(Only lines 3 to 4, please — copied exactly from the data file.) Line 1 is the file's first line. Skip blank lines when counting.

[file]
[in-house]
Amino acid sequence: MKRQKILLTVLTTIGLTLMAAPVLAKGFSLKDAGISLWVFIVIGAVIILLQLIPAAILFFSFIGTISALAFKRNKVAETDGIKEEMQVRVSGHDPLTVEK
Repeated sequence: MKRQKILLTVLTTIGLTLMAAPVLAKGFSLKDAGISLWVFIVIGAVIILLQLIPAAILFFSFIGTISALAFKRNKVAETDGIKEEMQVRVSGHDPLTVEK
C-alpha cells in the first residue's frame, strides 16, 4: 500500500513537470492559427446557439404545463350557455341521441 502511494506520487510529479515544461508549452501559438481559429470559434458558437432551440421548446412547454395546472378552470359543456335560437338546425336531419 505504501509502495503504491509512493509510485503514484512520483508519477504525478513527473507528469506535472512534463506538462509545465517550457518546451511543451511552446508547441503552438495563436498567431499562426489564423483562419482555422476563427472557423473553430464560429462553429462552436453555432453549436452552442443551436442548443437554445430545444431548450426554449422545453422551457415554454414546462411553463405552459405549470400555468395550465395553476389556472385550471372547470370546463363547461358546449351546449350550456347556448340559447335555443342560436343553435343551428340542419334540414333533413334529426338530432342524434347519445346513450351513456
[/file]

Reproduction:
Repeated sequence: MKRQKILLTVLTTIGLTLMAAPVLAKGFSLKDAGISLWVFIVIGAVIILLQLIPAAILFFSFIGTISALAFKRNKVAETDGIKEEMQVRVSGHDPLTVEK
C-alpha cells in the first residue's frame, strides 16, 4: 500500500513537470492559427446557439404545463350557455341521441 502511494506520487510529479515544461508549452501559438481559429470559434458558437432551440421548446412547454395546472378552470359543456335560437338546425336531419 505504501509502495503504491509512493509510485503514484512520483508519477504525478513527473507528469506535472512534463506538462509545465517550457518546451511543451511552446508547441503552438495563436498567431499562426489564423483562419482555422476563427472557423473553430464560429462553429462552436453555432453549436452552442443551436442548443437554445430545444431548450426554449422545453422551457415554454414546462411553463405552459405549470400555468395550465395553476389556472385550471372547470370546463363547461358546449351546449350550456347556448340559447335555443342560436343553435343551428340542419334540414333533413334529426338530432342524434347519445346513450351513456